"I've got a little list for you," the cabbie said as I settled into my seat. "Just some things you folks may have overlooked."

"I appreciate it," I said, reaching for the piece of paper as he handed it over his shoulder. "We're always on the lookout for good news tips."

"Who's talking about news tips?" the cabbie said. "Just read the list."

I did. "Potholes, trash removal, brother-in-law's property taxes . . ."

"I'd appreciate it if you'd try to get started on the potholes right away," he said. "The trash is in the alley behind my house. What my brother-in- law wants is a reassessment . . ."

I suggested that since there was nothing of news value on his list, he might consider communicating with city hall or his Advisory Neighborhood Commission.

"What for?" he said."You guys run the city."

He showed me a Washington Post story on a woman called "One Hand Diane," an alleged narcotics "shooting-gallery" operator who had been arrested after a columnist wrote about her. "Read this paragraph," he demanded.

I read it. "Police Chief Maurice T. Turner Jr. said yesterday that [Mayor Marion S.] Barry called him Sunday, the day the column was published, and told him, 'That's one shooting gallery that has to be closed down immediately.'

See what I mean?," the cabbie said. "The newspaper didn't mention the woman's address, but the police had no trouble arresting her. Obviously they knew all about her, just like they know about a dozen other shooting galleries, but they wouldn't make their move until The Post told them to."

I tried to explain to him that while city agencies occasionally rely on news reports to help them keep abreast of problems, it doesn't follow that newspapers actually have that much influence over day-to-day operations.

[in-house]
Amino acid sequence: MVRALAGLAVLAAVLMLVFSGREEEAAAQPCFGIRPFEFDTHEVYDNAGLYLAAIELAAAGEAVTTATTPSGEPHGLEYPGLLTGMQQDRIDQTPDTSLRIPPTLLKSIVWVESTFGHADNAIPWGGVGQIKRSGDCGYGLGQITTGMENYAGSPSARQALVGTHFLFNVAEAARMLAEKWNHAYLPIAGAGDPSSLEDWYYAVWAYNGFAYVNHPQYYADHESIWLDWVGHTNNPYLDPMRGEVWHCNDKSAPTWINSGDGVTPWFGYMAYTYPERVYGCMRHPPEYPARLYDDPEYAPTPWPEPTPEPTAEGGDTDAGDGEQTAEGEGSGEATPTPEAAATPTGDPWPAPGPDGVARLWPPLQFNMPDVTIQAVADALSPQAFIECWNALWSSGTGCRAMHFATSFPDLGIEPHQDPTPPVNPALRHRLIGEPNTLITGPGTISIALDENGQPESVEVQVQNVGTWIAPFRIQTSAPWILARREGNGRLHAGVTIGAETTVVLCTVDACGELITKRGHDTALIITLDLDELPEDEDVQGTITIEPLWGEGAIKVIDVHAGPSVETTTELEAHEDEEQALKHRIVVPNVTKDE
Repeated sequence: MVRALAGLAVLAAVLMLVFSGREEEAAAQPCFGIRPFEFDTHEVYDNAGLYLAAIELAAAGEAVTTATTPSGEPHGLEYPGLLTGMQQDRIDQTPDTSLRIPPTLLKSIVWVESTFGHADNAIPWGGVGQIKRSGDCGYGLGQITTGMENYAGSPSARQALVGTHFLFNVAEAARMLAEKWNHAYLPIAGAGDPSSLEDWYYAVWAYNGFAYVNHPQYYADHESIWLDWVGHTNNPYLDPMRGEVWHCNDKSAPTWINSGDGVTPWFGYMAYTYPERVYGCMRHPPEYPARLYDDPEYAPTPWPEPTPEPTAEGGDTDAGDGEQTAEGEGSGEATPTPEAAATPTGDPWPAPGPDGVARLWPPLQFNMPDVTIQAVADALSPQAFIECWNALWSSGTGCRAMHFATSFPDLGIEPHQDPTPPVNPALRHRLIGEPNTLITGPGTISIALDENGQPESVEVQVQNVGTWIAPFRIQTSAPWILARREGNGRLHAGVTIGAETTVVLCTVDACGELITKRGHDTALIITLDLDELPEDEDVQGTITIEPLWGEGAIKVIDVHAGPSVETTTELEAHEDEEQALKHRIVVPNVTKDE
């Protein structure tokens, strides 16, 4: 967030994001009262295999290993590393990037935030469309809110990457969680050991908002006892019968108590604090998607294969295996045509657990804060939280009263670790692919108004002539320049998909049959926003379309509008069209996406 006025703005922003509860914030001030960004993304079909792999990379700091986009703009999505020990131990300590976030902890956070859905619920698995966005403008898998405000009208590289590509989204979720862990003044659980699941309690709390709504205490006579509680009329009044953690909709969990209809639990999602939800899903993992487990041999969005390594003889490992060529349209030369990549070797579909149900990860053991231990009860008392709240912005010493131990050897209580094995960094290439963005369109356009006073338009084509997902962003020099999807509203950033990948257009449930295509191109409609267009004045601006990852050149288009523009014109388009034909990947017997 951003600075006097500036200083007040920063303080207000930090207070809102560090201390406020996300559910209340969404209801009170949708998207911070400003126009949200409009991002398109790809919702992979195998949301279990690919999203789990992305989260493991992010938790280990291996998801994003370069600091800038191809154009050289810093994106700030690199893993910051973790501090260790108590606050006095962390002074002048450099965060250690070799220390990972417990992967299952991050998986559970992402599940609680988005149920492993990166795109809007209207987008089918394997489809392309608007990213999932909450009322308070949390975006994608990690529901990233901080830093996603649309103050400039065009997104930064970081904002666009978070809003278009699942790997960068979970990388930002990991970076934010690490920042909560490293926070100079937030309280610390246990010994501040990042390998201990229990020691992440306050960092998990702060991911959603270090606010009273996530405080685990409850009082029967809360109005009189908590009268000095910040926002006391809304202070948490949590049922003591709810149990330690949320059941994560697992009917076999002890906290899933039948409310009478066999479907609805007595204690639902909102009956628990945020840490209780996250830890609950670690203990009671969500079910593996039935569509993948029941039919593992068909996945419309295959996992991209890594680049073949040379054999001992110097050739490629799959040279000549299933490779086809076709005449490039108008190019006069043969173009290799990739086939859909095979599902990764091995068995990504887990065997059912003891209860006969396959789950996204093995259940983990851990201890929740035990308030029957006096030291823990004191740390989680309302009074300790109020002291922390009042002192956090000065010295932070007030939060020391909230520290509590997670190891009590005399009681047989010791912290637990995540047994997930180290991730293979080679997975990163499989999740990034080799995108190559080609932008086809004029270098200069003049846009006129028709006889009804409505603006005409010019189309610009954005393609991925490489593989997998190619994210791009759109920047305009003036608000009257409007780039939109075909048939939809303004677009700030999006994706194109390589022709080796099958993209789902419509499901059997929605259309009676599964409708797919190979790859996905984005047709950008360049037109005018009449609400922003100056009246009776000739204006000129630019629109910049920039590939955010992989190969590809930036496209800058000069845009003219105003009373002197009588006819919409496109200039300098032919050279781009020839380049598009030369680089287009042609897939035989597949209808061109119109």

The cabbie was incredulous. "Of course you have influence; look at this," he said, handing me two more pieces of newspaper. One contained letters to the editor and an editorial on traffic scofflaws. The other was a news story announcing a police crackdown on speeders, jaywalkers and motorists who run red lights.

The news report also said the city would "put radar-equipped units into high-violation areas in each of the city's seven police districts on a daily basis."

"If the police didn't know there was a lot of red-light running, they wouldn't know where the high-violation areas were, now would they?" the cabbie said. "The only reason they're doing anything about it now is because the newspaper told them to. All I'm asking you to do is to tell them to fix the potholes on my street, and while you're at it, you might want to do something about all those dope pushers in the 14th Street area."

I tried to explain that the police couldn't arrest people just because they might look like dope pushers. "The law is very precise about the rules of evidence," I told him.

"Look, mister," the cabbie said. "You don't want to fix my potholes, just say so. But don't give me a lot of garbage about 'rules of evidence.' When your reporter got tired of the dope dealers in his neighborhood a while back, he just sat down at his typewriter and wrote about it. A week later, that neighborhood was clean as a whistle. The dealers are in my street now.

"The city gets a traffic problem, and all we get is explanations. David Brinkley gets a traffic problem and the parking rules change. That's power, brother, and all I'm asking you to do is take my little list . . ."

I tried once more to explain that while a newspaper can provide the information on which a free citizenry can base its decisions, the press cannot -- nor should it want to -- usurp the role of government.

The cabbie seeed to be listening, but I don't think he understood.

"You think maybe you could get me a new supercan?" he said.